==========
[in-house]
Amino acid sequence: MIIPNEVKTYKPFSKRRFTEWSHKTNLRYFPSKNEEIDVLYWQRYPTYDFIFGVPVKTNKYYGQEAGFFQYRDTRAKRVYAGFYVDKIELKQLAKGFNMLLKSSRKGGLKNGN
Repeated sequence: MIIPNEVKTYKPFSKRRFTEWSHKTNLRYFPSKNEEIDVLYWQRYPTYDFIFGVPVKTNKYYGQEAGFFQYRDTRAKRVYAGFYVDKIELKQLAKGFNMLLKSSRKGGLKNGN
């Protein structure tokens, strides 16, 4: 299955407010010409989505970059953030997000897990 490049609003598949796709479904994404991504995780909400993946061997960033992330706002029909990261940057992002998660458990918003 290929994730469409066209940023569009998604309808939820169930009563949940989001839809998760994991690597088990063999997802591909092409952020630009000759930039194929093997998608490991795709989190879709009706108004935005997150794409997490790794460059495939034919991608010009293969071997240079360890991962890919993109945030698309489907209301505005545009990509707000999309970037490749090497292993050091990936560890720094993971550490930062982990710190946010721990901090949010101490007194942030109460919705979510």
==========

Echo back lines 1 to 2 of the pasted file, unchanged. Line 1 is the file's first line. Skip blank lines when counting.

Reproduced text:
[in-house]
Amino acid sequence: MIIPNEVKTYKPFSKRRFTEWSHKTNLRYFPSKNEEIDVLYWQRYPTYDFIFGVPVKTNKYYGQEAGFFQYRDTRAKRVYAGFYVDKIELKQLAKGFNMLLKSSRKGGLKNGN